Sunday, June 29, 2014
Can Americans Ever Work Together Again?
This morning I watched Bob Schieffer's Face the Nation, as I often do. Bob's calm and disciplined look at politics and political issues is a refreshing break from the hyperbole found on the highly partisan cable news networks. People are not yelling at each other but actually talking with each other.
One of Bob's guest commentators this morning was Todd S. Purdum, author of a new book about the passing of the landmark civil rights legislation during another time of great political partisanship, An Idea Whose Time Has Come: Two Presidents, Two Parties, and the Battle for the Civil Rights Act of 1964
After discussing the book, Bob Schieffer wondered if we would ever see this type of cooperation between the political parties again. Please keep in mind that is was a coalition of a majority of Republicans with only some Democrats who actually passed the Civil Right's Bill.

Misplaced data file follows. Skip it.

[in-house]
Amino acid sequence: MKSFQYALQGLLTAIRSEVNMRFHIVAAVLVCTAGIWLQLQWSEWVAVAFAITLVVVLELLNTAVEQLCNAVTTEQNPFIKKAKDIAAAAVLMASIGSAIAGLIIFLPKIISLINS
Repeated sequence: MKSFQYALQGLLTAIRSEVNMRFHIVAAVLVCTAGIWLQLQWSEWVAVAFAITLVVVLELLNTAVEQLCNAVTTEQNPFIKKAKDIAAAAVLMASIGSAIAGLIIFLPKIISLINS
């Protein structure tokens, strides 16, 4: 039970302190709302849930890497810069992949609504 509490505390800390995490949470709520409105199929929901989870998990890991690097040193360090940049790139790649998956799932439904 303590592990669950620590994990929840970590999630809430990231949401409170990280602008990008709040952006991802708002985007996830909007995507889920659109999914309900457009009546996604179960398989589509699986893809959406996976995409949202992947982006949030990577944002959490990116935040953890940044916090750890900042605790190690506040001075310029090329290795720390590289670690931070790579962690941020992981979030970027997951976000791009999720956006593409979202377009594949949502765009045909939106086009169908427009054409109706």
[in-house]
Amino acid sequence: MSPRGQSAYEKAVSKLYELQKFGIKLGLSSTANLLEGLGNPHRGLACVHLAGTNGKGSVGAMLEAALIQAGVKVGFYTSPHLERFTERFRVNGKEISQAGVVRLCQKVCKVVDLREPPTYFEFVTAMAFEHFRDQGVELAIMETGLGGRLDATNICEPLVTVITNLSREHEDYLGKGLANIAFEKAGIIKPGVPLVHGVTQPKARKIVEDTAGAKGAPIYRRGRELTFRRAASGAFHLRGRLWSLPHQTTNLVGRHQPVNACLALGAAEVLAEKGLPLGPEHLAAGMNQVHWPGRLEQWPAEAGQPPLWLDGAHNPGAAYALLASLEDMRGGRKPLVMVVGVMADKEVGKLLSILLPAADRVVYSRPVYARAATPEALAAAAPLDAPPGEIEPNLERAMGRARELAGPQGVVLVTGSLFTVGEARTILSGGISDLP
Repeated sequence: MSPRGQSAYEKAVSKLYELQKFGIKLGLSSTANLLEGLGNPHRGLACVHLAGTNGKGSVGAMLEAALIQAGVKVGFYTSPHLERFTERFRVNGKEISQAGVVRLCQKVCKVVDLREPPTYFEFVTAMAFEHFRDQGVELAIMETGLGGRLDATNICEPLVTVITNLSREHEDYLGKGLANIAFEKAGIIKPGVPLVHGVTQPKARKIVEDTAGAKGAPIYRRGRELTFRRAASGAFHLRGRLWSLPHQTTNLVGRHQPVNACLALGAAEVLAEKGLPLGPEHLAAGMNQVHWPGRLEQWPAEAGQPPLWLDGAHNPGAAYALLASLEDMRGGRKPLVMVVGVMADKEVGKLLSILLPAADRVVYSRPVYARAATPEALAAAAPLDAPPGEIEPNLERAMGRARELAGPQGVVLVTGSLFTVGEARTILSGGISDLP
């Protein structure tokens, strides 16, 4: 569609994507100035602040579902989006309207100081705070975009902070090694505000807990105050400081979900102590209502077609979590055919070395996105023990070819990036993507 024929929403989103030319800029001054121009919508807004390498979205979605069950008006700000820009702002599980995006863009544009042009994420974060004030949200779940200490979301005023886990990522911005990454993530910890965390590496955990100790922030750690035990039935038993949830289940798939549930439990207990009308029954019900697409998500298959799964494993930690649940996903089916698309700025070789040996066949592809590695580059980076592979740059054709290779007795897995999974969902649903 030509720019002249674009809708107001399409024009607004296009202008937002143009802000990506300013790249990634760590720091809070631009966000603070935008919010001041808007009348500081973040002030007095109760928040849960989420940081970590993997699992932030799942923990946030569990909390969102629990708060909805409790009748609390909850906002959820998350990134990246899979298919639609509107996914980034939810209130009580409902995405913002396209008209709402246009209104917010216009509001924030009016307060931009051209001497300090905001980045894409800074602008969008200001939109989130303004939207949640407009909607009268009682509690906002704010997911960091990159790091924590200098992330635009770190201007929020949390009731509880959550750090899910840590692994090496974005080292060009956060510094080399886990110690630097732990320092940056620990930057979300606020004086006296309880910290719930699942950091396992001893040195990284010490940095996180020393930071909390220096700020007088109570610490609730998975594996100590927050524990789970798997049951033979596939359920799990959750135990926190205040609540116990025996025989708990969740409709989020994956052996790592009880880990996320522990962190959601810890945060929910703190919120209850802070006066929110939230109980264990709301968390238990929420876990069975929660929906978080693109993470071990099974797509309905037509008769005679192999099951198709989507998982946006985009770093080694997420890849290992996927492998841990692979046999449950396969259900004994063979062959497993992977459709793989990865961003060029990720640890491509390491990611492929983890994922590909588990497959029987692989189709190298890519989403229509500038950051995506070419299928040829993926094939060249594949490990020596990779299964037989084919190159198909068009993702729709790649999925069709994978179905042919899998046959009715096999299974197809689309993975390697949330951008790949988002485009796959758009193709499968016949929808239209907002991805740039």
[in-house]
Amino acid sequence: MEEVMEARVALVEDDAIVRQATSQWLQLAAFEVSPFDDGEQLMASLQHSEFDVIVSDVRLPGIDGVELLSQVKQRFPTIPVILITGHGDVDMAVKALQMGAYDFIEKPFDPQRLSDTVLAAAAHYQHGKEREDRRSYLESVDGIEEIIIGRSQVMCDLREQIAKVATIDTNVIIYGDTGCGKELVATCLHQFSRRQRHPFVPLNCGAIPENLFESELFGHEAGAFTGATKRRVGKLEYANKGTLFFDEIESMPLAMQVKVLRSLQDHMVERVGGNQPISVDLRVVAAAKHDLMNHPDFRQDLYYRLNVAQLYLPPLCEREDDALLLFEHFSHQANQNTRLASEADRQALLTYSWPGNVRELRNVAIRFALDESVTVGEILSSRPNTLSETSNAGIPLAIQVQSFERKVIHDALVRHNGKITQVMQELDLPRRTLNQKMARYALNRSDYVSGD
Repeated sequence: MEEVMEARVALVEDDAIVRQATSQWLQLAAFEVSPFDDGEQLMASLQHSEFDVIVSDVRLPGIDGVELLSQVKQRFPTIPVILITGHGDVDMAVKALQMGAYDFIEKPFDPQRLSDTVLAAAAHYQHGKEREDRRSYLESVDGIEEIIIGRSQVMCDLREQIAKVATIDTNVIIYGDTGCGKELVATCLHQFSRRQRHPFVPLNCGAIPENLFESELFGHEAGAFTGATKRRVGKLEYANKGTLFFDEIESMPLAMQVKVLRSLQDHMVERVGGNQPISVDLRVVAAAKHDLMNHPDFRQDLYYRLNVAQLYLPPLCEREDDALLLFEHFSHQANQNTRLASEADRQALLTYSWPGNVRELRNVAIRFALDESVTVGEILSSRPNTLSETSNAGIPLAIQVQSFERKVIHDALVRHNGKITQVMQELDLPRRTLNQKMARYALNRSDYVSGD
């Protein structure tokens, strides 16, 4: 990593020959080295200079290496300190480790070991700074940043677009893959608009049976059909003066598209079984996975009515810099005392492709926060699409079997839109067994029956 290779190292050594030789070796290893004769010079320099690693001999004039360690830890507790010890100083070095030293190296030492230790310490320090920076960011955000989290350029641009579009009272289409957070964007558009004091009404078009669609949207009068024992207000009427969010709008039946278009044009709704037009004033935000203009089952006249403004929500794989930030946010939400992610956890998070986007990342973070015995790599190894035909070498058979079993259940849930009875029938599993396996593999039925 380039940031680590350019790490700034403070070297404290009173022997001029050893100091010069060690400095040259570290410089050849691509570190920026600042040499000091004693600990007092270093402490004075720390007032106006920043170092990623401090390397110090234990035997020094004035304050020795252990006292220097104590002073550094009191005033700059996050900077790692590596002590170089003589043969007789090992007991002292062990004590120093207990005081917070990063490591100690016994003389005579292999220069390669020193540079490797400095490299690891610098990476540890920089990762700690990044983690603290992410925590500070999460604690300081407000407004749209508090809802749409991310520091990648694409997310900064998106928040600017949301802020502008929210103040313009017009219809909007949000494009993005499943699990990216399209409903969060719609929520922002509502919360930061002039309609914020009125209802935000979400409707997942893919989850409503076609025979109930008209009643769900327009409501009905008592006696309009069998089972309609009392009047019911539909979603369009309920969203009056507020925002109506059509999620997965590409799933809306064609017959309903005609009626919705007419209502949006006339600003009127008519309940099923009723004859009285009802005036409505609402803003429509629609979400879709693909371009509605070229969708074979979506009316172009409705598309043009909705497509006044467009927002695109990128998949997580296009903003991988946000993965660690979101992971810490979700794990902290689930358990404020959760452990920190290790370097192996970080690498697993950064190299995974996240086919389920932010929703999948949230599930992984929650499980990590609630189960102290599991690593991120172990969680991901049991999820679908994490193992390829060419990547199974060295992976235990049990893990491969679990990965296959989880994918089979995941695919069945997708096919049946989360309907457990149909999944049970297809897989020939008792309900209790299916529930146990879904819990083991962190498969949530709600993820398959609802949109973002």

The answer to Schieffer's plaintive plea is actually in the book. The answer in 1964 was President Lyndon B. Johnson's incredible style of management of the political process. Johnson never once even imagined, let alone threatened that would "bypass Congress" or usurp the Constitution to accomplish his difficult task. Instead Johnson masterfully worked across the aisle to win support.
Lyndon B. Johnson picked up the phone, quite literally all day, every day and talked with supporters and opponents of the bill. He wanted to understand, genuinely understand, the reasons so many in Congress opposed the bill. He wanted to learn how he could win the support of those who wavered. He used the power of persuasion and politics. He horse-traded. He cajoled. He begged and he promised. And he enacted what is one of the single most contentions pieces of legislation even enacted in our nation's history.
I genuinely believe President Barack Obama could get immigration reform passed if he could just bring himself to stoop down to the level of one of the greatest politicians in our nations's history, and one of our greatest statesmen, Lyndon B. Johnson.